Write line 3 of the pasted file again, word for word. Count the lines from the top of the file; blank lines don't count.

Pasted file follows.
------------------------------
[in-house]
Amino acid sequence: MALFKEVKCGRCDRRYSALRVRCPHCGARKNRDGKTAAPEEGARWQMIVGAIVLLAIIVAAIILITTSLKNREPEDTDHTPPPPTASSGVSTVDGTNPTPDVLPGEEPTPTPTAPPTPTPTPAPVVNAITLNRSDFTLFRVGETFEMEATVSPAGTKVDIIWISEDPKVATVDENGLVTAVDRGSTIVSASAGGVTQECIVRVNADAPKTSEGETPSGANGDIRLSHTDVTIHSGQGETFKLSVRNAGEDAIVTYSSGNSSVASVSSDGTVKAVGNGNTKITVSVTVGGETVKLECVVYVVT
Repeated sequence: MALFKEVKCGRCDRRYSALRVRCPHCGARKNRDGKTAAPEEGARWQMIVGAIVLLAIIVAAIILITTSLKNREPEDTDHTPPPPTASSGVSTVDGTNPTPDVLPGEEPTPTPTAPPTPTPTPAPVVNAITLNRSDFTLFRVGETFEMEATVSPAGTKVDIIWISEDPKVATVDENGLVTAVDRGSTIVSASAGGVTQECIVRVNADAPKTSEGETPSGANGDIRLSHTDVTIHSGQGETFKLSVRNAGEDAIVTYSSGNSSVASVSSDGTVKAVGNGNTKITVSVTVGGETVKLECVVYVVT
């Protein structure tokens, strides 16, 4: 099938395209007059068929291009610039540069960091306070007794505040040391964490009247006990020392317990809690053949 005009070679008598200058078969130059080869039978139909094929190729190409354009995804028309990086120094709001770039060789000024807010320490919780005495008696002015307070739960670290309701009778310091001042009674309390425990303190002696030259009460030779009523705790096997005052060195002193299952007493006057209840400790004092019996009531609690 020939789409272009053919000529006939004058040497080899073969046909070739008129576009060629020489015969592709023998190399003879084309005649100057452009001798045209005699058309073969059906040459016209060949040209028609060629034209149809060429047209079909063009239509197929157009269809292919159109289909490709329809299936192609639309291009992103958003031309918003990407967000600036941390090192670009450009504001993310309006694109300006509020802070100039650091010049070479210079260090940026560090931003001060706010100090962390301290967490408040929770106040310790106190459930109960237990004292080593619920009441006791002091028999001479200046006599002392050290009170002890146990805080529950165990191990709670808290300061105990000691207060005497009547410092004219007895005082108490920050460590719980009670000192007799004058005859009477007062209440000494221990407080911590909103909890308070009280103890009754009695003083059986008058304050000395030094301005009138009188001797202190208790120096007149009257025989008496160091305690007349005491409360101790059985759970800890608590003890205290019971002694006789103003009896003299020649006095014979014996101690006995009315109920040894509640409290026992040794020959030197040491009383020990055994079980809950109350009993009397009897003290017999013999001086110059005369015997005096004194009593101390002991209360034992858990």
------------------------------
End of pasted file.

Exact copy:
Repeated sequence: MALFKEVKCGRCDRRYSALRVRCPHCGARKNRDGKTAAPEEGARWQMIVGAIVLLAIIVAAIILITTSLKNREPEDTDHTPPPPTASSGVSTVDGTNPTPDVLPGEEPTPTPTAPPTPTPTPAPVVNAITLNRSDFTLFRVGETFEMEATVSPAGTKVDIIWISEDPKVATVDENGLVTAVDRGSTIVSASAGGVTQECIVRVNADAPKTSEGETPSGANGDIRLSHTDVTIHSGQGETFKLSVRNAGEDAIVTYSSGNSSVASVSSDGTVKAVGNGNTKITVSVTVGGETVKLECVVYVVT